The Shinmonzen: Kyoto’s can-do attitude


The Shinmonzen: Kyoto’s can-do attitude

Well-travelled photographer Lucy Laucht was wooed with surprise pastries, kintsugi cups, friendly herons, and spoiling service at the Shinmonzen, Kyoto

Lucy Laucht

BY Lucy Laucht23 January 2024

I need to start this anonymous review with a spoiler alert: the Shinmonzen in Kyoto is one of the best hotels I’ve experienced. In fact, it was so good I think it’s ruined us for life.

Now that’s out of the way, here’s the full story: this hidden haven of contemporary design – with traits of a traditional ryokan and an unparalleled service philosophy – is nestled into a quiet lane in historic Gion, a district filled with tea houses, generations-old antiques shops, sightings of tottering geiko and maiko, and art galleries, all of which transport you to a different era. Amid all this, the Shinmonzen’s understated dark-timber façade nods to neighbouring traditional wooden machiya townhouses and belies the hotel’s modern, art-filled interior, while the Shirakawa River flowing alongside gives a sense of escape from the city bustle – its trickling sound as settling as a resounding ‘om’. This magical alchemy resulted from the meeting of two masters in their respective fields: celebrated contemporary Japanese architect Tadao Ando, and vaunted hotelier Patrick McKillen (the visionary behind Provençal sister stay Villa La Coste).

Behind the Shinmonzen’s discreet entrance, a futuristic concrete corridor leads to the lobby, a space so jam-packed with art we devise a daily game of ‘I spy’. A beautifully crafted Charlotte Perriand desk is the centrepiece, surrounded by works by Gerhard Richter, Louise Bourgeois and Damien Hirst. Delicate prints of geiko portraiture by Mary McCartney line the walls, and bookshelves are stacked with thoughtful design-themed reads and delicate Japanese ceramics. We are greeted with free matcha-infused drinks, and I observe that a chip in my cup has been elegantly repaired with gold, the ancient Japanese practice of kintsugi in action. And, throughout our time here, we find every detail of the Shinmonzen experience as exquisitely considered.

Each of the nine individually decorated suites has a private balcony overlooking the Shirakawa River, from which you can spy the hotel’s unofficial mascot – a graceful heron who goes by the name Sagi-San – keeping a watchful eye out. This kind of scenic outlook makes taking the traditional Japanese breakfast on your terrace feel like a reverential way to start the day, as Kyoto springs to life. Our suite, named Kinu, is bathed in beautiful soft light, diffused through a shoji screen. Two futon-style beds, tatami mats and a closet bigger than your average NYC apartment tie modern and traditional design elements together; and room amenities are abundant: linen pyjamas, skincare products you actually want to use, and a fridge stocked with delicious locally made treats. When we return each evening, we find our oversized hinoki bath tub magically filled, with yuzu fruits bobbing in the water, filling the air with citrus scent.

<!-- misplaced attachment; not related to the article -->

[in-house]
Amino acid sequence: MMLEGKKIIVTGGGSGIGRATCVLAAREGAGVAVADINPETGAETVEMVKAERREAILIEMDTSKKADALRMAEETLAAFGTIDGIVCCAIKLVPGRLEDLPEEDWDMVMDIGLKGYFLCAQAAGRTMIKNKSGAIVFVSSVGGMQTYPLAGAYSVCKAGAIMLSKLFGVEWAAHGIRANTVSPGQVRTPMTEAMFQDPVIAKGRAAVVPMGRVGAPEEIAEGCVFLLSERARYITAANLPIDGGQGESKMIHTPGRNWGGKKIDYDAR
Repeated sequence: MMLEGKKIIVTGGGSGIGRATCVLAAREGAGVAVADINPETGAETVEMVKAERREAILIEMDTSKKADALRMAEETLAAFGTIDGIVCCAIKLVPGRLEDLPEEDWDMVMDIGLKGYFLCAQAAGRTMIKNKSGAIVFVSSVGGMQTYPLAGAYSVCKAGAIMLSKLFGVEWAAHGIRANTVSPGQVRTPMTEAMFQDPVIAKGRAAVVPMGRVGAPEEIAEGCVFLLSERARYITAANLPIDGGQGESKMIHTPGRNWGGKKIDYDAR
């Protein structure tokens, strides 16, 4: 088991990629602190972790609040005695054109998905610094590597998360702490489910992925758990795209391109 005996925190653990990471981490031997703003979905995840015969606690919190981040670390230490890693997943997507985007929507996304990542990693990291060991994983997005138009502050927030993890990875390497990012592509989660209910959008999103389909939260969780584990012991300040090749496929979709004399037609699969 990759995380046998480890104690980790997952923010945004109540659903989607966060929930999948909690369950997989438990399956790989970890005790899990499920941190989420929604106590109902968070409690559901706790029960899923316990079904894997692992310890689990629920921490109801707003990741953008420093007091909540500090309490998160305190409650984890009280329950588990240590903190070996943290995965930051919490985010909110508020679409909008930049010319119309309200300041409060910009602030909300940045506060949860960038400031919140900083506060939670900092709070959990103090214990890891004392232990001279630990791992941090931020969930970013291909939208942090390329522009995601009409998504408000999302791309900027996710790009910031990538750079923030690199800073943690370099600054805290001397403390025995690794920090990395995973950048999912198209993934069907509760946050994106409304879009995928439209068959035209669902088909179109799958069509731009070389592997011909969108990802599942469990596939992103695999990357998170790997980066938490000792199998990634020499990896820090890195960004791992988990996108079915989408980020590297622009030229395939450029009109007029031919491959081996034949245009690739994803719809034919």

Our meal at the Jean-Georges at the Shinmonzen restaurant (that being the celebrated French chef Jean-Georges Vongerichten) stands out as one of our more memorable Kyoto experiences. We dine outside, with riverine views, while Sagi-San casts a curious gaze from afar. The menus (which start from a three-course lunch and go up to an eight-course tasting feast) showcase dishes with roots in both Kyoto and France; our steak is perfectly cooked and accompanied by a bottle whisked in from Château La Coste, the winery of Villa La Coste.

While the hotel has many stand-out features, it’s perhaps the service that sings loudest here. The team holds the keys to practically everywhere in Kyoto through a carefully cultivated network of contacts. One morning I casually mentioned the lengthy queue at famed desert restaurant Gion Komori, later an exquisitely packaged box of Warabimochi from there appears in our room. A whispered recommendation results in an off-the-beaten path experience involving the best gyoza I’ve tasted. You want a private guided-meditation session at Ryosoku-in Temple? No problem. Trying to secure impossible-to-get reservations at fully booked restaurants? You’re in. The service is highly attentive yet understated and – well – just very, very good indeed.

So, I may have started this review by ruining its ending, but nothing spoiled the finale of our stay at the Shinmonzen. We left in love, unsurprisingly, as it epitomised all I treasure about Japan: the richness of its culture, set against a carefully woven tapestry of old and new, with every detail so thoughtfully considered.

Lucy Laucht is a New York-based photographer, writer and serial wanderer. She contributes regularly to titles including Condé Nast Traveller, Afar, Travel and Leisure and Vogue Australia, and shoots for a host of high-end clients. She has helmed the travel site These Foreign Lands and is always up for adventure, especially if there’s a chance of a good photo.